Then being passed over clouds his mood, and later, his judgment.  Suddenly, the home and the job are both dissatisfying.  His resentment grows, and it’s not directed at the company he works for but rather the fellow who got the job.  Joe Dombrowski lives with his widowed father on a small farm on the outskirts of town.  His father is an immigrant from Poland.  We don’t know if Joe was born in the U.S. or not, but he and his father get labeled as foreigners, one strike against them in this apparently fairly homogenous white Midwestern town.  Another strike is they are likely Roman Catholic, in what is apparently a largely Protestant community.  Put these two together in a fellow who got a job that a “real American” considered was his, and we have the typical trigger for a vigilante group looking for any excuse to start trouble.


Bogie, following a trail of hints and whispers of a brotherhood who will give him a sense of belonging, not to say superiority, stumbles upon the Black Legion in the basement of a drugstore in town.  The druggist, and other prominent businessmen, are members, “free, white and 100 percent American.”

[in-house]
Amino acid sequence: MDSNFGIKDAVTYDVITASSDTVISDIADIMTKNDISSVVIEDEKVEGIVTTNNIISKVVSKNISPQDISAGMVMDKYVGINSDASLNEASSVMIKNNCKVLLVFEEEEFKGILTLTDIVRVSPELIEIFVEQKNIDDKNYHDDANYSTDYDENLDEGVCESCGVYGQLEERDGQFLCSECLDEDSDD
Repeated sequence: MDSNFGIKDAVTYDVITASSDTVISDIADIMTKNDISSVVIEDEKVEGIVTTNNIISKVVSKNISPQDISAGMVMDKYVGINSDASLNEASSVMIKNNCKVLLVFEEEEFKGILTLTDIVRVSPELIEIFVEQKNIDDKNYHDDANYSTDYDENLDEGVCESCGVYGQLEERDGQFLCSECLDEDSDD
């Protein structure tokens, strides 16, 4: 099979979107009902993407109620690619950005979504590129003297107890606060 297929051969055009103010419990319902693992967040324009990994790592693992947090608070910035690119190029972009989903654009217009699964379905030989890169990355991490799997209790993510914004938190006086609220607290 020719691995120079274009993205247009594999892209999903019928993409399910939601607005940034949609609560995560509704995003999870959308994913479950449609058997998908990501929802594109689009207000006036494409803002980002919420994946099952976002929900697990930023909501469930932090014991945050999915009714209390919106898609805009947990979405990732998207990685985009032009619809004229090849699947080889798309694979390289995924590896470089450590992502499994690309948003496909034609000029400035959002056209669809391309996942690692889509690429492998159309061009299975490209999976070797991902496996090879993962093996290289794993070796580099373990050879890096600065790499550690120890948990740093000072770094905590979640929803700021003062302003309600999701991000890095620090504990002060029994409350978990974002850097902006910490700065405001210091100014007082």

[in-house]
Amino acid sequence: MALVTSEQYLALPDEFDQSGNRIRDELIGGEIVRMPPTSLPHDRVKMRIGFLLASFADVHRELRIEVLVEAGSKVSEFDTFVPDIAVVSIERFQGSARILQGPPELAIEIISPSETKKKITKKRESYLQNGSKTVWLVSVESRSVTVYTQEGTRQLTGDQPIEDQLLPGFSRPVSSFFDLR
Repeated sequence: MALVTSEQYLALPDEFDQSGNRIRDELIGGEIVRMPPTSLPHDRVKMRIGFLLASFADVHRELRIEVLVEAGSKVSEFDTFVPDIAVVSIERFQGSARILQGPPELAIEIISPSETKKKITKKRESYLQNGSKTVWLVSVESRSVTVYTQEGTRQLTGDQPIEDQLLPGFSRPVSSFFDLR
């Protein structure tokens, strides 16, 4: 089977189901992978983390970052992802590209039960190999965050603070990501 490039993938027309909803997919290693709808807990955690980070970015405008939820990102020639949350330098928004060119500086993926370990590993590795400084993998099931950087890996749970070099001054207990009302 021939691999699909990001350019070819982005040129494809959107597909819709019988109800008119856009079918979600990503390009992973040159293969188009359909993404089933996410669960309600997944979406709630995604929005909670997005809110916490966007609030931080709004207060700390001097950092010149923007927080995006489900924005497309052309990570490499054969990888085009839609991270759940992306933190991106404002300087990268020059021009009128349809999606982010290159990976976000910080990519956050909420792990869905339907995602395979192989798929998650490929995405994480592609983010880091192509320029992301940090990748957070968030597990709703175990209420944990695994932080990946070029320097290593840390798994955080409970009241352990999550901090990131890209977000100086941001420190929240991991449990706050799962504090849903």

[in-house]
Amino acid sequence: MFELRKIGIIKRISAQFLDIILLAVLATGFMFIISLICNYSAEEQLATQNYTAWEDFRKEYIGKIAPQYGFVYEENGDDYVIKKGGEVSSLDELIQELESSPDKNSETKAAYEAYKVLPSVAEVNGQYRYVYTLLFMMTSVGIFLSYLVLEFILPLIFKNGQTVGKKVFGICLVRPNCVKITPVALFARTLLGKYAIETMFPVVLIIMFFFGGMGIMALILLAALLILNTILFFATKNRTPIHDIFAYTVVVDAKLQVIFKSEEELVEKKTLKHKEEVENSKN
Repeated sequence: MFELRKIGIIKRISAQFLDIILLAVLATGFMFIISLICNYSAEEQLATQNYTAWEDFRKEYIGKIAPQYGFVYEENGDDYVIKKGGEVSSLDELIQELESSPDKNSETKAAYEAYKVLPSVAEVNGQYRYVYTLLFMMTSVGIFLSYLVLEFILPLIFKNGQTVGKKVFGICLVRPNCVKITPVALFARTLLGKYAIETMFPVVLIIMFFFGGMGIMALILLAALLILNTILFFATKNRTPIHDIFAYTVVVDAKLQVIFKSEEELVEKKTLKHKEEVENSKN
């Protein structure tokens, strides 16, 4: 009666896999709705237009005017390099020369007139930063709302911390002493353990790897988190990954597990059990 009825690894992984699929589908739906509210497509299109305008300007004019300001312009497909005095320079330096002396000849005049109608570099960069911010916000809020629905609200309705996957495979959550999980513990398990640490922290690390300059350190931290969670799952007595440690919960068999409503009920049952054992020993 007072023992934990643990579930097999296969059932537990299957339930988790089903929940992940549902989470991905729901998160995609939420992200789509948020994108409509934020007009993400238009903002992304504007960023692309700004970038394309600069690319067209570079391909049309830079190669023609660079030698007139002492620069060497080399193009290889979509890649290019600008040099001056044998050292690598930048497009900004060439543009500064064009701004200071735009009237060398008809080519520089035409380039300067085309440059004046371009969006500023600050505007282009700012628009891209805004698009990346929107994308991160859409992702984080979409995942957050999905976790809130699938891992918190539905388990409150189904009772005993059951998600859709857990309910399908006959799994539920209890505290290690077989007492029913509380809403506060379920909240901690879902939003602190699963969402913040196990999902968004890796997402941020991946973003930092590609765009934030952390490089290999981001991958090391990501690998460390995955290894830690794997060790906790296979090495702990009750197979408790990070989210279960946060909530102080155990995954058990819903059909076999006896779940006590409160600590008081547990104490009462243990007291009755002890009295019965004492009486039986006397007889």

They take him into the gang and in an initiation ceremony late at night in the woods, he kneels like a postulant before a group of men clothed in Ku Klux Klan-style robes and hoods, and takes an oath:

“In the name of God and the Devil, one to reward and the other to punish, and by the powers of light and darkness, good and evil, here under the black arch of Heaven's avenging symbol, I pledge and consecrate my heart, my brain, my body, and my limbs and swear by all the powers of Heaven and Hell to devote my life to the obedience of my superiors and that no danger or peril shall deter me from executing their orders. That I will exert every possible means in my power for the extermination of the anarchist, the Roman hierarchy and their abettors…”